Do’s and Don’ts related to
Pressure Independent Control Valves, PICVs

By Christina Cohr, CCO, M.Eng (Export), FlowCon International ApS, Denmark

Pressure Independent Control Valves, commonly referred to as PICVs, have gained widespread acceptance in the HVAC industry as the preferred method of terminal control in variable flow systems. This is primarily due to their energy-saving potential. FlowCon International has been a leading supplier of PICVs for decades and is credited with pioneering PICV technology, which was first developed in the late 1980s. FlowCon introduced the world's first PICV in 1994.

This Topic Letter is a Collection of Answers to questions related to PICVs, but not directly on PICVs. These are questions that we have received from the market over the years. If you want to understand how to selection your PICV, we refer to FlowCon's Topic Letter 'How to Select a good PICV' and other relevant articles.

Do you need a balancing valve with a PICV?

It is a fact, that the full range of FlowCon PICVs are pressure independent balancing and control valves also referred to as PIBCVs. This means that they have a built-in dynamic balancing mechanism. And therefore, you will not need additional balancing valves when working with our PICVs. Some other PICV brands on the market lack the integrated dynamic balancing function and consequently they can only obtain system balance electrically resulting in added wear on the actuator. In other cases, a separate balancing valve is added, but having two separate valves in a 'set' will result in an authority conflict.

With a true PICV – like FlowCon's – you obtain the optimal balancing and control nonmatter the required load. And as they are one valve, valve, you will not experience any authority clash.

When do you need a pressure control valve?

A Differential Pressure Control Valve (DPCV) could be essential for various reasons depending on the specific application and system design. This could be system protection, noise minimization, pressure stability and zone control. In many modern HVAC systems, particularly those with variable flow strategies and a focus on energy efficiency, PICVs are favored for their ability of pressure independent and accurate flow control at lower pump head and therefore DPCVs are as such not required, when using PICVs in your system. A decision to use DPCVs alongside PICVs should be based on a thorough system analysis and the specific needs of your application, as adding unnecessary components to an HVAC system will only increase installation and operating costs and complexity.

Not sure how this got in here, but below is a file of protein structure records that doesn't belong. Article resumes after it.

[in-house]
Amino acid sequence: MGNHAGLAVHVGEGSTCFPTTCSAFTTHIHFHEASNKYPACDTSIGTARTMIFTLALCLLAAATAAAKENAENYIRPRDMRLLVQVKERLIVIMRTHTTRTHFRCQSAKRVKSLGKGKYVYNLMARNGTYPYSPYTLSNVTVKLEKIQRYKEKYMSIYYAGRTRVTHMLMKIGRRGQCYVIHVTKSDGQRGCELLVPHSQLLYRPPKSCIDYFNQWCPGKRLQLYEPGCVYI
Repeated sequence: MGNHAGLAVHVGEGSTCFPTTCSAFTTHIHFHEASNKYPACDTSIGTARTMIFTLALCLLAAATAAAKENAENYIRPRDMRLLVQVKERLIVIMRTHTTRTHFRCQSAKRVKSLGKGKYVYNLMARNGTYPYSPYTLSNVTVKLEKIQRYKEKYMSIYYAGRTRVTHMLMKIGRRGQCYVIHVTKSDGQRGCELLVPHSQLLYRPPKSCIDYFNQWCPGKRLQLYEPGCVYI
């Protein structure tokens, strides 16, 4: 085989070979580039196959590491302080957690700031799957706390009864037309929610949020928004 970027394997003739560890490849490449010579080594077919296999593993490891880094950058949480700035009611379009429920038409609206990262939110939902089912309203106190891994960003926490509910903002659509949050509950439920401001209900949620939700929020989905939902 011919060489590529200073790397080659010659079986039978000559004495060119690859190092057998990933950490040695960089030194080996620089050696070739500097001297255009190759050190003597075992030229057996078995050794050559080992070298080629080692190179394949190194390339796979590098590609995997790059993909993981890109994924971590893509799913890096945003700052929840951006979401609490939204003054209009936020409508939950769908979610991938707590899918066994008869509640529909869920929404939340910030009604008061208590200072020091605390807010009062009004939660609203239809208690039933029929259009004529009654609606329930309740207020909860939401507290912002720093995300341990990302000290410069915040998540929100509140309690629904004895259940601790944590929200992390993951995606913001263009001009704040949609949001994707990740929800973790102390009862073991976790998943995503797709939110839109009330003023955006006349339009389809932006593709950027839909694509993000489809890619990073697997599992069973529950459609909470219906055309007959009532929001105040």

Why use a 2-port valve?

Historically, it was common years back to have the system control performed by 2-way control valves. But as indicated by the name, these would only control and not balance. To achieve reasonable system balance with a conventional 2-way control valve, it would require the addition of a balancing valve with each control valve and a DPCV on the zone. Working with more valves per terminal unit instead of only 1 (PICV), obviously affects to overall installation cost and actual pressure drop, but also the commissioning practice. To ensure design flow for each terminal unit the commissioning process would include numerous adjustments of each DRV's flow setting. Every flow adjust must be followed by verification of flows and differential pressures in the zone and if necessary, re-adjusted to achieve balance. Unfortunately, long-lasting system balance was rarely obtained.

Also, a 3-valve-solution will most likely result in an internal authority conflict. Control valves within the system attempt to regulate flow- or control conditions simultaneously and their interaction would affect one another, and the numerical estimate would consequently take longer time. Such conflict results in inefficient or inconsistent system operation, which potentially would lead to temperature imbalances, energy waste, and reduced comfort. When using true PICVs, you will obtain 100% authority and no conflicting as each PICV will have full control over its regulation. With a pressure independent solution, you will achieve the most energy efficient solution which benefits not only your wallet (the energy usage is lower), but also the environment (as carbon footprint is reduced).

What is the difference between a pressure dependent and a pressure independent control valve?

It is important to know whether the control and balancing functions chosen work pressure dependent or pressure independent. The conventional 2-port control valve is a pressure dependent valve. And the balancing valve mentioned in the earlier section can be either a static balancing valve or a dynamic balancing valve. A static valve – also known as manual DRV – is a pressure dependent valve and therefore flow output will change if system pressure changes. The dynamic balancing valve works pressure independently and will secure that flow output remains constant even if changes occur in the system pressure. But again, separating balancing and control over two valves will result in an authority conflict and high pressure drops, and therefore our recommendation is a PICV-solution.

Need more Information….?

Contact FlowCon and gain knowledge from our expertise with Pressure Independent Control Valves and reach out for further details or guidance in choosing the proper PICV. All our PICV solutions are 3rd party tested according to BSRIA BTS 01 standard which includes Pressure Independency, Accuracy, Repeatability, Control Characteristics and Seat Leakage.


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